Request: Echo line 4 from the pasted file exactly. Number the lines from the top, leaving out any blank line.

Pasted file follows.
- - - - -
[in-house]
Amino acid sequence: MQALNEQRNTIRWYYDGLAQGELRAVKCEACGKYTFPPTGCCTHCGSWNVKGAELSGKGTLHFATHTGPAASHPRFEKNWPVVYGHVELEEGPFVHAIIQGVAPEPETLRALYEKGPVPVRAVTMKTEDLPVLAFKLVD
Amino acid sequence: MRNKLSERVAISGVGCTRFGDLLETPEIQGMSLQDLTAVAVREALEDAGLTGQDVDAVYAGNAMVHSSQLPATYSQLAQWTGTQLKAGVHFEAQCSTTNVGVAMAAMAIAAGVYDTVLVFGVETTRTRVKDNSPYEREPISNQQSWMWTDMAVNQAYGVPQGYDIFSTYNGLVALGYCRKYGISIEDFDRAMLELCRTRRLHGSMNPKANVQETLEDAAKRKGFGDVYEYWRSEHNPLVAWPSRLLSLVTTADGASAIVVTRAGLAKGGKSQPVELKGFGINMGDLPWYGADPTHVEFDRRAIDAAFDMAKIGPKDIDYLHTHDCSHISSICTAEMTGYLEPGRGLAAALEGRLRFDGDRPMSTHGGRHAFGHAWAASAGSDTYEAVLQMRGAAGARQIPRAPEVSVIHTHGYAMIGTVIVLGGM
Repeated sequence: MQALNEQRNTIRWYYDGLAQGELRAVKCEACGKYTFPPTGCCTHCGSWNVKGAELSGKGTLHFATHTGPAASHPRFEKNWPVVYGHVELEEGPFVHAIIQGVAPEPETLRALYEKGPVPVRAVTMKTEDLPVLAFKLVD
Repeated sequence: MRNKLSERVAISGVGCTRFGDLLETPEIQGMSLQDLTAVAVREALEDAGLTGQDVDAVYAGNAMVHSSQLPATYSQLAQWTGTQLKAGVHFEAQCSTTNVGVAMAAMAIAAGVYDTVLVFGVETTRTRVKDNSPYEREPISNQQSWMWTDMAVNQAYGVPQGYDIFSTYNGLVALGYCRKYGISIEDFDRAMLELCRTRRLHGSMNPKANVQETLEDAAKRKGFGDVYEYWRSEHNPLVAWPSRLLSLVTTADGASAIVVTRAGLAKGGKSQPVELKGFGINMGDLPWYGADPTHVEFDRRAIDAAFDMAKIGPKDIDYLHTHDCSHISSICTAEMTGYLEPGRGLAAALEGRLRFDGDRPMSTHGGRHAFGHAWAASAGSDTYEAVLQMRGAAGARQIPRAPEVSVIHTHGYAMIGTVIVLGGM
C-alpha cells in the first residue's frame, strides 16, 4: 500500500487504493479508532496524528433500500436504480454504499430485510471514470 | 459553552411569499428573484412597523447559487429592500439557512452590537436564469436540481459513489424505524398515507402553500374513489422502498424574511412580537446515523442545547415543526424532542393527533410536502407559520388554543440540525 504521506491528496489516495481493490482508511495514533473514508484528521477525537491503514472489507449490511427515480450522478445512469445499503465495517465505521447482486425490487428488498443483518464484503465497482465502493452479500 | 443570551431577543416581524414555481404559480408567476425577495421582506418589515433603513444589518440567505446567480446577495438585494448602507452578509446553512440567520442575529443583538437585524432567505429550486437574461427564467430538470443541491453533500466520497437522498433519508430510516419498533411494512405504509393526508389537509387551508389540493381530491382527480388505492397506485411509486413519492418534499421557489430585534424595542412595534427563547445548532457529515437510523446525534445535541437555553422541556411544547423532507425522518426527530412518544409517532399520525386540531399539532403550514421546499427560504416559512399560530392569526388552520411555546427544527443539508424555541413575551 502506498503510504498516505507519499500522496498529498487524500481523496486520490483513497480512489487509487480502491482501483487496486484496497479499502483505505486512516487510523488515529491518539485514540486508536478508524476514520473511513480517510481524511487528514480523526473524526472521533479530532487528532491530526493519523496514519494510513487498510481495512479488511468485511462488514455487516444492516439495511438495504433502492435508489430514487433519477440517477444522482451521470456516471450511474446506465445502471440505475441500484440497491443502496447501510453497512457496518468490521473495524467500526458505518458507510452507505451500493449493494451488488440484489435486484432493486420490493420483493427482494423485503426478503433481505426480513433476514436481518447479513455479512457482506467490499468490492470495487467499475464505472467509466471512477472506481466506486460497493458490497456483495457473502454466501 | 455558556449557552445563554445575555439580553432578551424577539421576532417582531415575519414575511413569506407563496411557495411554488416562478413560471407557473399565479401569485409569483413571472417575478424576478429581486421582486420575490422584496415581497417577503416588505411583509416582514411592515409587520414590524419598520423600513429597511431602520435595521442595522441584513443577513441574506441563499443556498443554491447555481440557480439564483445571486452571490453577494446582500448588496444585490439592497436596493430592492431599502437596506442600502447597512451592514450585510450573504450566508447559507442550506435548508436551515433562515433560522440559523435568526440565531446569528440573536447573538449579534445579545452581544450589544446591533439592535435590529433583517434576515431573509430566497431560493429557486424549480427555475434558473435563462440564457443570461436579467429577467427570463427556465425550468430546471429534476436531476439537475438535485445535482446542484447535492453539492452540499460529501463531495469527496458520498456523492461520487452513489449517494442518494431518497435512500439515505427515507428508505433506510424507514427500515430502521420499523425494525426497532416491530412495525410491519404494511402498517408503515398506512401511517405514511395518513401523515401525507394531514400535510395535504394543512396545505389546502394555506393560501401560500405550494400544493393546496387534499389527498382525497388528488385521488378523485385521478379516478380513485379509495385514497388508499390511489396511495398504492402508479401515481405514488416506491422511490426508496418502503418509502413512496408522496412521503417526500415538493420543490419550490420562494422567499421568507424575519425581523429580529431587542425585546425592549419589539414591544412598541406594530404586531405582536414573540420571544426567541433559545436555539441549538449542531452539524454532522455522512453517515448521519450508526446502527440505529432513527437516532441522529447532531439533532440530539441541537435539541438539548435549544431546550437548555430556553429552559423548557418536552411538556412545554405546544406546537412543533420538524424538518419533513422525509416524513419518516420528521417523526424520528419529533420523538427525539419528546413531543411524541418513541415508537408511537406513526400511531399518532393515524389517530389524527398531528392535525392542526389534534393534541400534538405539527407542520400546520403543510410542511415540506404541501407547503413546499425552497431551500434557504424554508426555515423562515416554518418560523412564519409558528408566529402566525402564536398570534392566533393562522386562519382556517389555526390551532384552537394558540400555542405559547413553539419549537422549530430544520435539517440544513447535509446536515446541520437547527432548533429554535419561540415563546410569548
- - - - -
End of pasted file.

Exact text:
Repeated sequence: MQALNEQRNTIRWYYDGLAQGELRAVKCEACGKYTFPPTGCCTHCGSWNVKGAELSGKGTLHFATHTGPAASHPRFEKNWPVVYGHVELEEGPFVHAIIQGVAPEPETLRALYEKGPVPVRAVTMKTEDLPVLAFKLVD